/ 29 September 2013

M23 rebels say attacks threaten peace talks

M23 Rebels Say Attacks Threaten Peace Talks

The Democratic Republic of Congo's M23 rebels said attacks on areas under the movement's control in the eastern part of the country may derail peace talks under way in Uganda's capital Kampala.

A second round of meetings were concluded on Tuesday. At the beginning of this week the M23 lauded the progress being made at the talks, but are now bemoaning the attack on their positions, which they accuse the Congolese government army FARDC of spearheading.

The United Nations peacekeeping and stabilisation force Monusco on Thursday reported renewed fighting in the North Kivu province between the M23 and the Congolese army.

Monusco's Alexandre Essome said fresh violence had erupted near the town of Mabenga, north of the North Kivu capital Goma.

While Monusco blamed M23 for causing the latest round of fighting, M23 claimed that a coalition of FARDC and some Mai Mai militias on Wednesday night attacked Mabenga-Kiwanja and Kinyandoni Ishasha, areas the movement controls.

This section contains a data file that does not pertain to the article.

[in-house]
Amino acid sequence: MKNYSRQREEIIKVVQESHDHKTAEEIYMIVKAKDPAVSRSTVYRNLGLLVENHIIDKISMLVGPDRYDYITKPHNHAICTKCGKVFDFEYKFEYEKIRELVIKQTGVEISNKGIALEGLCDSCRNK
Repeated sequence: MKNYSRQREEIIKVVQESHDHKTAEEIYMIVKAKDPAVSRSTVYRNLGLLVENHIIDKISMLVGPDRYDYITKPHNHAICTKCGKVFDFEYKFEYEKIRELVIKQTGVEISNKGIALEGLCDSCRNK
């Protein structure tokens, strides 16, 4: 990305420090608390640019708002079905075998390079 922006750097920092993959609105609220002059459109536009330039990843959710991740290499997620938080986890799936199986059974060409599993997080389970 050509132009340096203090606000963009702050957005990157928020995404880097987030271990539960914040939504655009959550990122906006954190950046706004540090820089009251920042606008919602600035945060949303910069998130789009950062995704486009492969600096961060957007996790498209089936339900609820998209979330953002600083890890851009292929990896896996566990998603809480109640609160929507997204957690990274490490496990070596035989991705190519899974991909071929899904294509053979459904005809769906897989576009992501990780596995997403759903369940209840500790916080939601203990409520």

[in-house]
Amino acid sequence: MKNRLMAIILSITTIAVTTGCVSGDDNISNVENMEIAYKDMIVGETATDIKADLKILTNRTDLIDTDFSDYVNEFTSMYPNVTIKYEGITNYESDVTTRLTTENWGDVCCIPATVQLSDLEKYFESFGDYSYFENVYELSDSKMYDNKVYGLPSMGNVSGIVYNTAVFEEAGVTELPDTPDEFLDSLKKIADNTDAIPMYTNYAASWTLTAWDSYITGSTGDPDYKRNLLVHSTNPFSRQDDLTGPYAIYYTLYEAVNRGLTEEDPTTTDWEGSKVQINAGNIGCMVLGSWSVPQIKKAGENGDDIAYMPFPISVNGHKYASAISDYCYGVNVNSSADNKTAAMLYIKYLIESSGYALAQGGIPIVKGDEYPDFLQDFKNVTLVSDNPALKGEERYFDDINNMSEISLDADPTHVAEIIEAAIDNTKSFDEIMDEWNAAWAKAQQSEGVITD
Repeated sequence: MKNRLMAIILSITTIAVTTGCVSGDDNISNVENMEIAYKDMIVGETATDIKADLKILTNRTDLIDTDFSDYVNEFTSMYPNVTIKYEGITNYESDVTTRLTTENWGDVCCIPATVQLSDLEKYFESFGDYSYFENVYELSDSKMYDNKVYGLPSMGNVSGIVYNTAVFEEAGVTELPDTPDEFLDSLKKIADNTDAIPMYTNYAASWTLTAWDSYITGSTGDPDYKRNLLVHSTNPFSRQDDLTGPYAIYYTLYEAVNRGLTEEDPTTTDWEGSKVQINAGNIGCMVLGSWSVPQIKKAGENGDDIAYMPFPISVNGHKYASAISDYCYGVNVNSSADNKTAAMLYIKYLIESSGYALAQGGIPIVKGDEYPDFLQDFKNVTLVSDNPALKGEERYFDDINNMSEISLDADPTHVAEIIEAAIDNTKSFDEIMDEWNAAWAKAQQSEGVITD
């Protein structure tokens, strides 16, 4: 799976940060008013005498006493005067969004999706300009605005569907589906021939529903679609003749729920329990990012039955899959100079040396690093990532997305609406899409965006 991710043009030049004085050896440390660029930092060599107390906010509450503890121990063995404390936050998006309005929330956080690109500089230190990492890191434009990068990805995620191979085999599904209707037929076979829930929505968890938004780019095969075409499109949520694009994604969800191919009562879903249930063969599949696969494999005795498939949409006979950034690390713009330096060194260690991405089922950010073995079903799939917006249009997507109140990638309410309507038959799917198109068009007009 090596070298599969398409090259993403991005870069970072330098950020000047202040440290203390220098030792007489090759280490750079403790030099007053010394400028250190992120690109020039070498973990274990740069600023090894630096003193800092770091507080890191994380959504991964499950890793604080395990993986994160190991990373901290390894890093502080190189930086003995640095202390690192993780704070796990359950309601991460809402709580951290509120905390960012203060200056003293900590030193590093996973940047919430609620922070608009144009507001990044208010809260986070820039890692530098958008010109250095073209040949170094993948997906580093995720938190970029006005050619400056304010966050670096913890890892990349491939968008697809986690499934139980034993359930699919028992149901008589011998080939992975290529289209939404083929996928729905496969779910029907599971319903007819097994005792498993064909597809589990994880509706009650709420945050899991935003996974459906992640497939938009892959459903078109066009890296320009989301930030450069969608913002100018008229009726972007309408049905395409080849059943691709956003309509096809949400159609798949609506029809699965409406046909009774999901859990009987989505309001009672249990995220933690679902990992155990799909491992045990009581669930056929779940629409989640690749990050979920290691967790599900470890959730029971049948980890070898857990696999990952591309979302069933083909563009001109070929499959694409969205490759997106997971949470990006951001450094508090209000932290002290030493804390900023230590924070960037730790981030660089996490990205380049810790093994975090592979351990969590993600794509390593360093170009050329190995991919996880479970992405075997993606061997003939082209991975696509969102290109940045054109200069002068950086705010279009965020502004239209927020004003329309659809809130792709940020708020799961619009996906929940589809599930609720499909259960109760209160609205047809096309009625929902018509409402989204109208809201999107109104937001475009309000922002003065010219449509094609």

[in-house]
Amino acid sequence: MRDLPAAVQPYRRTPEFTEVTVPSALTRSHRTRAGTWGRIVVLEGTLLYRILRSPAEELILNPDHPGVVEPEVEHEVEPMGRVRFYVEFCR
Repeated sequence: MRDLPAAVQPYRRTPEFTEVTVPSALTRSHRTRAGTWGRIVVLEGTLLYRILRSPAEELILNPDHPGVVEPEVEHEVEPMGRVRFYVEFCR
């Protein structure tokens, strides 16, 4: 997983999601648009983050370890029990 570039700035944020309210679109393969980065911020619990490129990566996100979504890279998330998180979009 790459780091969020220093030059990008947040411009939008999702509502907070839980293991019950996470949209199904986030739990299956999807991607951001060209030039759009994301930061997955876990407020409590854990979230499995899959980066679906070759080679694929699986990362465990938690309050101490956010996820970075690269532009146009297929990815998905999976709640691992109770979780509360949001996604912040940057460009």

"This is the way of the Congolese government to undermine the peace efforts undertook in recent days by the international community," said M23 chairperson Bertrand Bisimwa in a statement.

He added: "While reiterating our commitment to the Kampala process as the only way to resolve the crisis in our country, our army will defend the population living in our administered area against any threat."

M23 accused the FARDC of having a "warlike desire, which favours the bloodshed of our people" instead of resolving the stand-off that has turned eastern DRC into a warzone. 

South African soldiers form part of the SADC intervention brigade that has been put together to help the Congolese army push rebels out of residential areas. The SADC forces were however not involved in this week's fighting, though they remain on standby.

The M23 earlier expressed hope that if the Great Lakes region, Monusco, the African Union and the European Union provided the requested political and technical support to the Kampala dialogue, an agreement would be reached soon.

The movement declared a unilateral ceasefire after just over a week of fighting last month. The M23 has since requested an independent investigation into that battle, claiming the movement was only trying to protect its positions.

A mutiny by FARDC soldiers early last year resulted in the formation of the M23 after members from disbanded rebel groups who were integrated into the army complained that Joseph Kabila's government had failed to implement key agreements of the peace talks that ended hostilities. Since then peace talks have repeatedly stalled.